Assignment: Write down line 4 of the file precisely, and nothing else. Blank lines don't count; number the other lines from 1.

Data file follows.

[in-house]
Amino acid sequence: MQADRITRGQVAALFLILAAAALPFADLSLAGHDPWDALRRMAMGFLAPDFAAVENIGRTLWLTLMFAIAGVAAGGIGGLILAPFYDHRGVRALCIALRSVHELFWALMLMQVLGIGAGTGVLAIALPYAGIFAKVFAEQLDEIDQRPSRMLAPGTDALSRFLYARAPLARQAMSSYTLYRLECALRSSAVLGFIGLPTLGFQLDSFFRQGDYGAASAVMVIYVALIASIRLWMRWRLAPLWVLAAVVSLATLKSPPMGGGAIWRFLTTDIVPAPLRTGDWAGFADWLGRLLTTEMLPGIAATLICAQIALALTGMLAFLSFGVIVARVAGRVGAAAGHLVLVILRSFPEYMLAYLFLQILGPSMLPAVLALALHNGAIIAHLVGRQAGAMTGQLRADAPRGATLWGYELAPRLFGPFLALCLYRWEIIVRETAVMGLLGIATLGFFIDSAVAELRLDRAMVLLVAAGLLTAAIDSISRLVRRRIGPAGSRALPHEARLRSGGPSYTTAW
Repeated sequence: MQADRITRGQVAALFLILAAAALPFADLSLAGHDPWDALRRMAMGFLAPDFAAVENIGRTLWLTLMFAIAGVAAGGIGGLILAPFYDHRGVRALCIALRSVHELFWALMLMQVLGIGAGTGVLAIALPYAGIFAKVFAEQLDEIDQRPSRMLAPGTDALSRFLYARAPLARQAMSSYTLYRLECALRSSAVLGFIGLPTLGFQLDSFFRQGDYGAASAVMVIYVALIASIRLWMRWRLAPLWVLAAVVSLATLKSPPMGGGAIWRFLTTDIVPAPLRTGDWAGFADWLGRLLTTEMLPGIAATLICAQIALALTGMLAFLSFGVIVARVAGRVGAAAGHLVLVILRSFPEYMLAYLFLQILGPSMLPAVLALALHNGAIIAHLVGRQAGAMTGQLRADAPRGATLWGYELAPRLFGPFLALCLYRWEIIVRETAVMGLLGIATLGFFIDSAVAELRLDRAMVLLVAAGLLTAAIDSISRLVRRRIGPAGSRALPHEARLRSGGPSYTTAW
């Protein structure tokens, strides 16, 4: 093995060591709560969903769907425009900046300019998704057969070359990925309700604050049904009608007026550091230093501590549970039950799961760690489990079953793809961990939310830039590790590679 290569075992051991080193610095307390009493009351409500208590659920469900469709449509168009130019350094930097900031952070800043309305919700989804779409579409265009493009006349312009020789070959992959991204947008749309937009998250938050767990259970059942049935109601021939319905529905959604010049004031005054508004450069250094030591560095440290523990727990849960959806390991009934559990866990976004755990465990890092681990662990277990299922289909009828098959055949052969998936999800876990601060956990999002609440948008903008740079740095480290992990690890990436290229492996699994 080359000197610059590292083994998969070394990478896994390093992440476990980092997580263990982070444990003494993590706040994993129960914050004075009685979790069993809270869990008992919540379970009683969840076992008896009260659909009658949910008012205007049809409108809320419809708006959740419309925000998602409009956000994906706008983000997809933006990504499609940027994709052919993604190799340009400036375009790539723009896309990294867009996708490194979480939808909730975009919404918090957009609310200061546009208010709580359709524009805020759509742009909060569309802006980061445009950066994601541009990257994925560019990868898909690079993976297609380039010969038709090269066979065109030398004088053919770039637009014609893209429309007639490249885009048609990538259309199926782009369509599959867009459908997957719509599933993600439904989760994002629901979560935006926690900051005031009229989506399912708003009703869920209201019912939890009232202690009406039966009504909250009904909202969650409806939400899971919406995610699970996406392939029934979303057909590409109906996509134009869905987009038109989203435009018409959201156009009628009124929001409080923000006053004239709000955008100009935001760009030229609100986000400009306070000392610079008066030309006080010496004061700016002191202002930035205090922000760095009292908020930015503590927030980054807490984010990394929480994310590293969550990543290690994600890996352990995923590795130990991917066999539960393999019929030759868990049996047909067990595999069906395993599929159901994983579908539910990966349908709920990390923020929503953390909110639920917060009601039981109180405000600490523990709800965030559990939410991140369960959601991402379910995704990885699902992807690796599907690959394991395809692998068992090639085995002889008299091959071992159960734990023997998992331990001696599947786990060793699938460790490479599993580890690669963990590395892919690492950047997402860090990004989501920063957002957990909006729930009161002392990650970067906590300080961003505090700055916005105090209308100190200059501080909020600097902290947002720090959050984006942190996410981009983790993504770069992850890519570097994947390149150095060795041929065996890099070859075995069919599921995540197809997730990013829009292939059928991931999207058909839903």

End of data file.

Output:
């Protein structure tokens, strides 16, 4: 093995060591709560969903769907425009900046300019998704057969070359990925309700604050049904009608007026550091230093501590549970039950799961760690489990079953793809961990939310830039590790590679 290569075992051991080193610095307390009493009351409500208590659920469900469709449509168009130019350094930097900031952070800043309305919700989804779409579409265009493009006349312009020789070959992959991204947008749309937009998250938050767990259970059942049935109601021939319905529905959604010049004031005054508004450069250094030591560095440290523990727990849960959806390991009934559990866990976004755990465990890092681990662990277990299922289909009828098959055949052969998936999800876990601060956990999002609440948008903008740079740095480290992990690890990436290229492996699994 080359000197610059590292083994998969070394990478896994390093992440476990980092997580263990982070444990003494993590706040994993129960914050004075009685979790069993809270869990008992919540379970009683969840076992008896009260659909009658949910008012205007049809409108809320419809708006959740419309925000998602409009956000994906706008983000997809933006990504499609940027994709052919993604190799340009400036375009790539723009896309990294867009996708490194979480939808909730975009919404918090957009609310200061546009208010709580359709524009805020759509742009909060569309802006980061445009950066994601541009990257994925560019990868898909690079993976297609380039010969038709090269066979065109030398004088053919770039637009014609893209429309007639490249885009048609990538259309199926782009369509599959867009459908997957719509599933993600439904989760994002629901979560935006926690900051005031009229989506399912708003009703869920209201019912939890009232202690009406039966009504909250009904909202969650409806939400899971919406995610699970996406392939029934979303057909590409109906996509134009869905987009038109989203435009018409959201156009009628009124929001409080923000006053004239709000955008100009935001760009030229609100986000400009306070000392610079008066030309006080010496004061700016002191202002930035205090922000760095009292908020930015503590927030980054807490984010990394929480994310590293969550990543290690994600890996352990995923590795130990991917066999539960393999019929030759868990049996047909067990595999069906395993599929159901994983579908539910990966349908709920990390923020929503953390909110639920917060009601039981109180405000600490523990709800965030559990939410991140369960959601991402379910995704990885699902992807690796599907690959394991395809692998068992090639085995002889008299091959071992159960734990023997998992331990001696599947786990060793699938460790490479599993580890690669963990590395892919690492950047997402860090990004989501920063957002957990909006729930009161002392990650970067906590300080961003505090700055916005105090209308100190200059501080909020600097902290947002720090959050984006942190996410981009983790993504770069992850890519570097994947390149150095060795041929065996890099070859075995069919599921995540197809997730990013829009292939059928991931999207058909839903």